Updated Jul 29, 2018

New Koch network project aims to overhaul the criminal justice system

Photo: Robyn Beck/AFP/Getty Images

A project receiving funding from the Koch network aims to help inmates "successfully reintegrate into society," the Washington Post reports.

The details: Dubbed Safe Streets and Second Chances, the project centers around researchers monitoring 1,100 prisoners across four states — Kentucky, Pennsylvania, Florida and Texas — after they are released. The network has been working to overhaul the criminal justice system, and prioritize rehabilitation instead of punishment.

Researchers hope to gain insight from monitoring the released prisoners as they test new ways to help prisoners find "healthy coping and thinking patterns," job opportunities and social engagement, the Post reports.

  • A Koch network donor on the advisory council for the project, Doug Deason, told the Post that the goal is to "prepare prisoners to reenter society and become productive members and taxpaying citizens, hopefully living productive lives and taking care of their families."

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Pro-Trump warrior takes the helm of U.S. intelligence

Richard Grenell in Berlin. Photo: Sean Gallup/Getty Images

By picking Ambassador Richard Grenell to be acting director of national intelligence, President Trump has slotted a pro-Trump warrior into the ultimate apolitical role.

What they're saying: James Clapper, the longest-serving DNI (2010-2017), tells Axios it's "very worrisome installing a partisan with no real intelligence experience in this position."

Coronavirus kills 2 Diamond Princess passengers as Israel confirms first case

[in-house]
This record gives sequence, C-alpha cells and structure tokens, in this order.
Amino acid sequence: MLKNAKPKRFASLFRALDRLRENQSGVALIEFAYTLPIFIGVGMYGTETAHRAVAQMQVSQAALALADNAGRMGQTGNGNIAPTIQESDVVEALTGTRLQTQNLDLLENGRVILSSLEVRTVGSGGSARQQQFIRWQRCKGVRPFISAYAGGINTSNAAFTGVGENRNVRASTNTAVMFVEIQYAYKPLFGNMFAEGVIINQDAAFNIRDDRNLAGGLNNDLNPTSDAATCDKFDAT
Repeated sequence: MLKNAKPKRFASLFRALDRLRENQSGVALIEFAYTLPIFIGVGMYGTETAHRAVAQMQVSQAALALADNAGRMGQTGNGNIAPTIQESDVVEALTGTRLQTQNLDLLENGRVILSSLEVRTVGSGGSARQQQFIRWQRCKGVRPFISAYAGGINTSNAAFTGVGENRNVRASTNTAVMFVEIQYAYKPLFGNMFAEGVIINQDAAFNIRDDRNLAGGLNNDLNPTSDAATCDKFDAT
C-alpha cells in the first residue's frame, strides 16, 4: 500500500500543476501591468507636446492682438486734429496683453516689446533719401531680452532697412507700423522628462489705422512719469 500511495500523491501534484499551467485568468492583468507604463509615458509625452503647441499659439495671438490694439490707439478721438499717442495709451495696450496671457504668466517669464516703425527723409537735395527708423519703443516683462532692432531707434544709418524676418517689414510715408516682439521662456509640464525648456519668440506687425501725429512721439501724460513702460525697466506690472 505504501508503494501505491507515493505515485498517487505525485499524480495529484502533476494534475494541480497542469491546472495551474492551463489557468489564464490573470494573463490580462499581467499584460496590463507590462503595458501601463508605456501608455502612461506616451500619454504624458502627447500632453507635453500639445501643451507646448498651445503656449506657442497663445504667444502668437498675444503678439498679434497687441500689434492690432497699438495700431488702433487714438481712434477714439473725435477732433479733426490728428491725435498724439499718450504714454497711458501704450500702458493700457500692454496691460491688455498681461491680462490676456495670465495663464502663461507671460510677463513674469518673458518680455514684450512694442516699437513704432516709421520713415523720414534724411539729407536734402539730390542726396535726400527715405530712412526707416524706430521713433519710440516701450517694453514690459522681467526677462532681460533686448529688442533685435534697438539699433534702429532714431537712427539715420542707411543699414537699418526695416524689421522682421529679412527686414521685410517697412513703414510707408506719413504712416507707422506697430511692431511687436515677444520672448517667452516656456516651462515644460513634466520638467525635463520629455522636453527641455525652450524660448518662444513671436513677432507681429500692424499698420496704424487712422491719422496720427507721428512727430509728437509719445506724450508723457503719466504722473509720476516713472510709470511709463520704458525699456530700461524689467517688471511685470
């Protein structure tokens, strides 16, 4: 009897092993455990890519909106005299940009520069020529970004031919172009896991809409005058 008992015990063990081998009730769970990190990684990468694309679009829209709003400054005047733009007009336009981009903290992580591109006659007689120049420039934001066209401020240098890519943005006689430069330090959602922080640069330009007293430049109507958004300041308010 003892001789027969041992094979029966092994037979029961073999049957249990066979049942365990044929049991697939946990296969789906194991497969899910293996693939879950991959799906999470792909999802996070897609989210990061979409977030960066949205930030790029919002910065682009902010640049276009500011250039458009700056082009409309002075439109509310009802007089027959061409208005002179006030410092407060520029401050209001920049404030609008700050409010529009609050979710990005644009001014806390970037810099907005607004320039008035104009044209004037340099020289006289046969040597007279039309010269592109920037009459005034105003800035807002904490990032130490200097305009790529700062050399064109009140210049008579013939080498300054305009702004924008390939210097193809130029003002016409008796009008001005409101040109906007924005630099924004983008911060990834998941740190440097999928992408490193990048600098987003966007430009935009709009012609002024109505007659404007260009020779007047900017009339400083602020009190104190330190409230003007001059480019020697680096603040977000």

Data: The Center for Systems Science and Engineering at Johns Hopkins, the CDC, and China's Health Ministry. U.S. numbers include Americans extracted from Princess Cruise ship.

Two elderly Diamond Princess passengers have been killed by the novel coronavirus — the first deaths confirmed among the more than 600 infected aboard the cruise ship — as Israel confirmed its first case among evacuees from the ship.

The big picture: COVID-19 has now killed more than 2,200 people and infected over 76,000 others, mostly in mainland China, where the National Health Commission announced 118 new deaths since Thursday.

Go deeperArrowUpdated 39 mins ago - Health

California's "woman quota" law seems to be working

Illustration: Eniola Odetunde/Axios

When California passed its boardroom law requiring public companies based there to have at least one female director, there were concerns it would spark a gold rush for the same handful of well-known women — but that hasn’t happened.

Why it matters: Of the 138 women who joined all-male California boards last year, 62% are serving on their first company board, per a study by accounting firm KPMG. That means a majority of companies aren't contributing to so-called overboarding in corporate America.